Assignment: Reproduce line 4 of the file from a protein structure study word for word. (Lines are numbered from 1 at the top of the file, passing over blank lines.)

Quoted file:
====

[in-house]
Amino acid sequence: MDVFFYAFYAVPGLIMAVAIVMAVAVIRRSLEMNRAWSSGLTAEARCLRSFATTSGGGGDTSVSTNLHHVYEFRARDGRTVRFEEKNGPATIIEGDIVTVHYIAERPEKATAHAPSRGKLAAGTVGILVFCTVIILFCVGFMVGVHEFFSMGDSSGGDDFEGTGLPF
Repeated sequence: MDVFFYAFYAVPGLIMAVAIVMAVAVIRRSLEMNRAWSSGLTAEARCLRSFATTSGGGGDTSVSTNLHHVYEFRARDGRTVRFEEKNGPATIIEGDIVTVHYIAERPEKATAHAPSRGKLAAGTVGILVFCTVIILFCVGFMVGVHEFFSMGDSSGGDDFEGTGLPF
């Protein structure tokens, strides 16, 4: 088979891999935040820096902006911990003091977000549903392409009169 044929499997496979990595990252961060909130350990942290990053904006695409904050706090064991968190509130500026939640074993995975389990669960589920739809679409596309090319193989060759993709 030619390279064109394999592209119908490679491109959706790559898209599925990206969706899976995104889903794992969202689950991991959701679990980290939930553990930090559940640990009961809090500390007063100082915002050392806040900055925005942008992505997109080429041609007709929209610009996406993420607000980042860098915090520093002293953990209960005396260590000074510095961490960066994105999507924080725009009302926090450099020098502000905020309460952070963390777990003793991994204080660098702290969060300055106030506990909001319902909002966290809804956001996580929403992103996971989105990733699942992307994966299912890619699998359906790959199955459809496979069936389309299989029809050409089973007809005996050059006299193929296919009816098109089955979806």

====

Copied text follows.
């Protein structure tokens, strides 16, 4: 088979891999935040820096902006911990003091977000549903392409009169 044929499997496979990595990252961060909130350990942290990053904006695409904050706090064991968190509130500026939640074993995975389990669960589920739809679409596309090319193989060759993709 030619390279064109394999592209119908490679491109959706790559898209599925990206969706899976995104889903794992969202689950991991959701679990980290939930553990930090559940640990009961809090500390007063100082915002050392806040900055925005942008992505997109080429041609007709929209610009996406993420607000980042860098915090520093002293953990209960005396260590000074510095961490960066994105999507924080725009009302926090450099020098502000905020309460952070963390777990003793991994204080660098702290969060300055106030506990909001319902909002966290809804956001996580929403992103996971989105990733699942992307994966299912890619699998359906790959199955459809496979069936389309299989029809050409089973007809005996050059006299193929296919009816098109089955979806």